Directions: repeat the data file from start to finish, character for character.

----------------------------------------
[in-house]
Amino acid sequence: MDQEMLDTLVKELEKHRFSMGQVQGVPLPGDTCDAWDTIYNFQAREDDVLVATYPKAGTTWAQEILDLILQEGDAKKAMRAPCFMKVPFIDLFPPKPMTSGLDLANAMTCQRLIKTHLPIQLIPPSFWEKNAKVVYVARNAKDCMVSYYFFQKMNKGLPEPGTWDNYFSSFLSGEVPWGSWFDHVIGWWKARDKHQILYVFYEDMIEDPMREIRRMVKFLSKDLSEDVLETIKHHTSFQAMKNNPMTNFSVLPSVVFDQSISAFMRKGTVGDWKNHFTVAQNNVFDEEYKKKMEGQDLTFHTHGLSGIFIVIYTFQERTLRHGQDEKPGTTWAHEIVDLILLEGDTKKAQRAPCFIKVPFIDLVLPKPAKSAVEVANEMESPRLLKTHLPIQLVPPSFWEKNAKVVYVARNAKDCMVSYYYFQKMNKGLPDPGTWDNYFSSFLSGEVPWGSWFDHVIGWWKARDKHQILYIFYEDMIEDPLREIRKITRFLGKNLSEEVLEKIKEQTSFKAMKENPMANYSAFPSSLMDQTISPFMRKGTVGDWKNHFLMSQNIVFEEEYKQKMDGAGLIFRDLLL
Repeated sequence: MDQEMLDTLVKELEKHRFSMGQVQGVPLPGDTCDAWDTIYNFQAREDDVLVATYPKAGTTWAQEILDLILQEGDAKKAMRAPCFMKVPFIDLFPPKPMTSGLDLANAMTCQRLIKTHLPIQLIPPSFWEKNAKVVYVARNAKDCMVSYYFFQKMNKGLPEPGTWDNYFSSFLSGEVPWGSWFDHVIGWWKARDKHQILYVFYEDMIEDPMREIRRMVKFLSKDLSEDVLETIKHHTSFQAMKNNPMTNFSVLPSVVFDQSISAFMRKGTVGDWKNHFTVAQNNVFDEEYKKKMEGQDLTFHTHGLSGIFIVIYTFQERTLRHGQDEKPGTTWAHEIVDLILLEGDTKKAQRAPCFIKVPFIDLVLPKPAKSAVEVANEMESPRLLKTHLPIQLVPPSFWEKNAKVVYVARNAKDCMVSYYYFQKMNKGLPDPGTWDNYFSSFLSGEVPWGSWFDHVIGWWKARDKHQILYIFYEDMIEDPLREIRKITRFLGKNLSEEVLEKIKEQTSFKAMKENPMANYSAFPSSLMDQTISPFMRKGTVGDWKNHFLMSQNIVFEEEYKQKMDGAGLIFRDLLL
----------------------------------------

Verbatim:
[in-house]
Amino acid sequence: MDQEMLDTLVKELEKHRFSMGQVQGVPLPGDTCDAWDTIYNFQAREDDVLVATYPKAGTTWAQEILDLILQEGDAKKAMRAPCFMKVPFIDLFPPKPMTSGLDLANAMTCQRLIKTHLPIQLIPPSFWEKNAKVVYVARNAKDCMVSYYFFQKMNKGLPEPGTWDNYFSSFLSGEVPWGSWFDHVIGWWKARDKHQILYVFYEDMIEDPMREIRRMVKFLSKDLSEDVLETIKHHTSFQAMKNNPMTNFSVLPSVVFDQSISAFMRKGTVGDWKNHFTVAQNNVFDEEYKKKMEGQDLTFHTHGLSGIFIVIYTFQERTLRHGQDEKPGTTWAHEIVDLILLEGDTKKAQRAPCFIKVPFIDLVLPKPAKSAVEVANEMESPRLLKTHLPIQLVPPSFWEKNAKVVYVARNAKDCMVSYYYFQKMNKGLPDPGTWDNYFSSFLSGEVPWGSWFDHVIGWWKARDKHQILYIFYEDMIEDPLREIRKITRFLGKNLSEEVLEKIKEQTSFKAMKENPMANYSAFPSSLMDQTISPFMRKGTVGDWKNHFLMSQNIVFEEEYKQKMDGAGLIFRDLLL
Repeated sequence: MDQEMLDTLVKELEKHRFSMGQVQGVPLPGDTCDAWDTIYNFQAREDDVLVATYPKAGTTWAQEILDLILQEGDAKKAMRAPCFMKVPFIDLFPPKPMTSGLDLANAMTCQRLIKTHLPIQLIPPSFWEKNAKVVYVARNAKDCMVSYYFFQKMNKGLPEPGTWDNYFSSFLSGEVPWGSWFDHVIGWWKARDKHQILYVFYEDMIEDPMREIRRMVKFLSKDLSEDVLETIKHHTSFQAMKNNPMTNFSVLPSVVFDQSISAFMRKGTVGDWKNHFTVAQNNVFDEEYKKKMEGQDLTFHTHGLSGIFIVIYTFQERTLRHGQDEKPGTTWAHEIVDLILLEGDTKKAQRAPCFIKVPFIDLVLPKPAKSAVEVANEMESPRLLKTHLPIQLVPPSFWEKNAKVVYVARNAKDCMVSYYYFQKMNKGLPDPGTWDNYFSSFLSGEVPWGSWFDHVIGWWKARDKHQILYIFYEDMIEDPLREIRKITRFLGKNLSEEVLEKIKEQTSFKAMKENPMANYSAFPSSLMDQTISPFMRKGTVGDWKNHFLMSQNIVFEEEYKQKMDGAGLIFRDLLL